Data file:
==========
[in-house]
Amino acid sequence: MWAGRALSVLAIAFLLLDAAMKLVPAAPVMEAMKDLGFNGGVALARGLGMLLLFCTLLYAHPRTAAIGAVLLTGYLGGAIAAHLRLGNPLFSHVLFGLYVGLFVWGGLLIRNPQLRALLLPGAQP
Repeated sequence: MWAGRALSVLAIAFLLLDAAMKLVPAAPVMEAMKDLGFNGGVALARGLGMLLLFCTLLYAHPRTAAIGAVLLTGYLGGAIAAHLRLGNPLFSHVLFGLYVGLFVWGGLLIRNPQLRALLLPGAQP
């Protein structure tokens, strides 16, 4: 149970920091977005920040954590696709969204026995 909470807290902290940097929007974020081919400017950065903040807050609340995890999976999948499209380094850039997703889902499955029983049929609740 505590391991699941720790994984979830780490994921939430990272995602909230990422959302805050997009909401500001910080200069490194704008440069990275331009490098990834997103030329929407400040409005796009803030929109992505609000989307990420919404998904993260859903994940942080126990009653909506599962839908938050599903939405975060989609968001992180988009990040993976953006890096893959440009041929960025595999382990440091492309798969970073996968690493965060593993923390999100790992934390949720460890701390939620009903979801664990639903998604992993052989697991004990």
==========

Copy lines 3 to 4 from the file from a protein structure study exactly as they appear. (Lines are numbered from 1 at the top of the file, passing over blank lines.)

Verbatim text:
Repeated sequence: MWAGRALSVLAIAFLLLDAAMKLVPAAPVMEAMKDLGFNGGVALARGLGMLLLFCTLLYAHPRTAAIGAVLLTGYLGGAIAAHLRLGNPLFSHVLFGLYVGLFVWGGLLIRNPQLRALLLPGAQP
């Protein structure tokens, strides 16, 4: 149970920091977005920040954590696709969204026995 909470807290902290940097929007974020081919400017950065903040807050609340995890999976999948499209380094850039997703889902499955029983049929609740 505590391991699941720790994984979830780490994921939430990272995602909230990422959302805050997009909401500001910080200069490194704008440069990275331009490098990834997103030329929407400040409005796009803030929109992505609000989307990420919404998904993260859903994940942080126990009653909506599962839908938050599903939405975060989609968001992180988009990040993976953006890096893959440009041929960025595999382990440091492309798969970073996968690493965060593993923390999100790992934390949720460890701390939620009903979801664990639903998604992993052989697991004990």